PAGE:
How Nickel Metal Hydride Batteries Retained Relevance for Hybrid Vehicles

How Nickel Metal Hydride Batteries Retained Relevance for Hybrid Vehicles

How Nickel Metal Hydride Batteries Retained its Relevance for Hybrid Vehicles

The Ni-MH battery technology has gained wider acceptance among hybrid vehicles, with the likes of Toyota successfully leveraging it across its various models 

The battery technology for electric vehicles has witnessed considerable advancements over the past several decades. It is pretty well documented in public domain how lead acid and nickel-metal hydride (Ni-MH) batteries emerged as mainstays for electric vehicles across the globe and how both these battery technologies subsequently lost out its market relevance owing to the advent of much-better-performing lithium-based batteries in the EV space. The battery technology space is an ever-evolving one and it is a ‘given’ that newer and better performing technologies would mark its presence in the market. This is not to overlook the importance of lead acid and nickel-metal hydride (Ni-MH) battery technologies that had served the needs of all kinds of electric vehicles be it hybrid electric vehicles, plug-in electric vehicles and battery electric vehicles for a long time.

Interestingly, nickel-metal hydride batteries may have not been quite a success for battery electric vehicles, but have gained huge popularity among hybrid vehicles. Globally, Toyota Motor Corporation has been successfully leveraging the nickel-metal hydride battery technology for its hybrid vehicles across various models such as Prius, Camry Hybrid, etc. “Nickel-metal hydride batteries offer higher energy density as well as higher charge/discharge cycles resulting in high durability,” remarked Vikram Gulati, Country Head & Senior Vice President, External Affairs, Public Relations, Corporate Social Responsibility & Corporate Governance, Toyota Kirloskar Motor.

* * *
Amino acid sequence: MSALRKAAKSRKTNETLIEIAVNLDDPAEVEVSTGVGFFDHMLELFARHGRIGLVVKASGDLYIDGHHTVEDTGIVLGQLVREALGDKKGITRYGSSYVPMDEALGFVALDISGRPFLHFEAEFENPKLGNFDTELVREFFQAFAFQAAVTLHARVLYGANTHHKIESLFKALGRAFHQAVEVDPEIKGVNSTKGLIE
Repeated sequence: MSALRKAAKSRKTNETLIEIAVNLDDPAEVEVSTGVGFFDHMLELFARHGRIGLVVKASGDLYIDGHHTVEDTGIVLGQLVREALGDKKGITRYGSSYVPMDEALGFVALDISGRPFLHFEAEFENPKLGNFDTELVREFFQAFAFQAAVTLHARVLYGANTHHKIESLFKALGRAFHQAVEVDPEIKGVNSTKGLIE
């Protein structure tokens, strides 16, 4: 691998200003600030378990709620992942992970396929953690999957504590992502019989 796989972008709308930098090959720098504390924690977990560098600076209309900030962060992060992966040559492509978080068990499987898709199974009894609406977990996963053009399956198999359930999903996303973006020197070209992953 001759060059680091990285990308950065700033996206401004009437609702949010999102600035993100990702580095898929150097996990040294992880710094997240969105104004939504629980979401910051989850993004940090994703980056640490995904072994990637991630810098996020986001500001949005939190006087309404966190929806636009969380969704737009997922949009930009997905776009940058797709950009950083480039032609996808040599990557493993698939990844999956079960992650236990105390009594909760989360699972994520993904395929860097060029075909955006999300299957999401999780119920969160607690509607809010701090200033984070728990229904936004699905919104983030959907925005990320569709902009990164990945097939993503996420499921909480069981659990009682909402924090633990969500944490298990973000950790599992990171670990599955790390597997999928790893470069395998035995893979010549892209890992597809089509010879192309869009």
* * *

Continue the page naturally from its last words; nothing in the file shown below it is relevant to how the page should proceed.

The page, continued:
He elaborated on NiMH’s other attributes that paved the way for its wider deployment across hybrid vehicles. “Nickel-metal hydride batteries carry no toxic content and can be efficiently recycled. NiMH batteries and lithium-based batteries carry different advantages and are leveraged based on criterion such as thermal management, energy density and specific application requirements,” he noted.

Ashim Sharma, Partner & Group Head, Nomura Research Institute elucidated on the wider deployment of nickel-metal hydride batteries for hybrid vehicles. “One of the key battery requirements in hybrid vehicles is longevity owing to multiple change and discharge cycles on during the course of operation. Such NiMH batteries can be used for 1,000+ cycles if used carefully – for instance it has 80 % depth of charge and no extensive stress due to extensive power demand and all these factors contributed to its wider usage in hybrid vehicles. Further, the smaller form factor as compared to other battery technologies has led to increased adoption of NiMH batteries,” he said.

NiMH batteries were considered a better and an improved version of nickel-cadmium (NiCd) batteries – a technology that did not found prominent usage among EVs. “Nickel-cadmium batteries have major limitations for EVs such as low energy density and carries toxic content. More importantly, nickel-cadmium batteries have regulatory restrictions and it is difficult to recycle and dispose on account of which it was not considered a good option for EVs and ended up being widely deployed in consumer electronics application,” Gulati pointed out.

However, NiMH batteries have certain deficiencies that limited its popularity only among hybrid vehicles. “Nickel-metal hydride batteries make a good case for hybrid vehicles but they are not considered the most ideal solution for battery electric vehicles since they offer limited discharge current (0.2C-0.5C) as well as limited lifecycle. NiMH batteries are prone to thermal runaways under overcharging and this necessitates the need for leveraging complex circuit protection systems and advanced trickle charging algorithms to avoid overheating. These factors affect the performance of EVs, in terms of acceleration performance and fast charging capabilities that are considered crucial as compared to battery electric vehicles,” Sharma explained in a threadbare manner.

Every battery technology will carry some deficiency or the other, which eventually leads to the arrival of a new technology in the market. Similarly, owing to certain deficiencies nickel-metal hydride batteries may have failed to gain mass market acceptance among battery electric vehicles, but there is no denying the fact that these technology managed to retain its relevance among hybrid vehicles.

Suhrid Barua
Author: Suhrid Barua
Suhrid has a predilection for anything concerning the auto industry and at Auto Tech Review he gives vent to this passion – he has a special liking for commercial vehicles and electric vehicle ecosystem. Suhrid tweets @ProsJunoon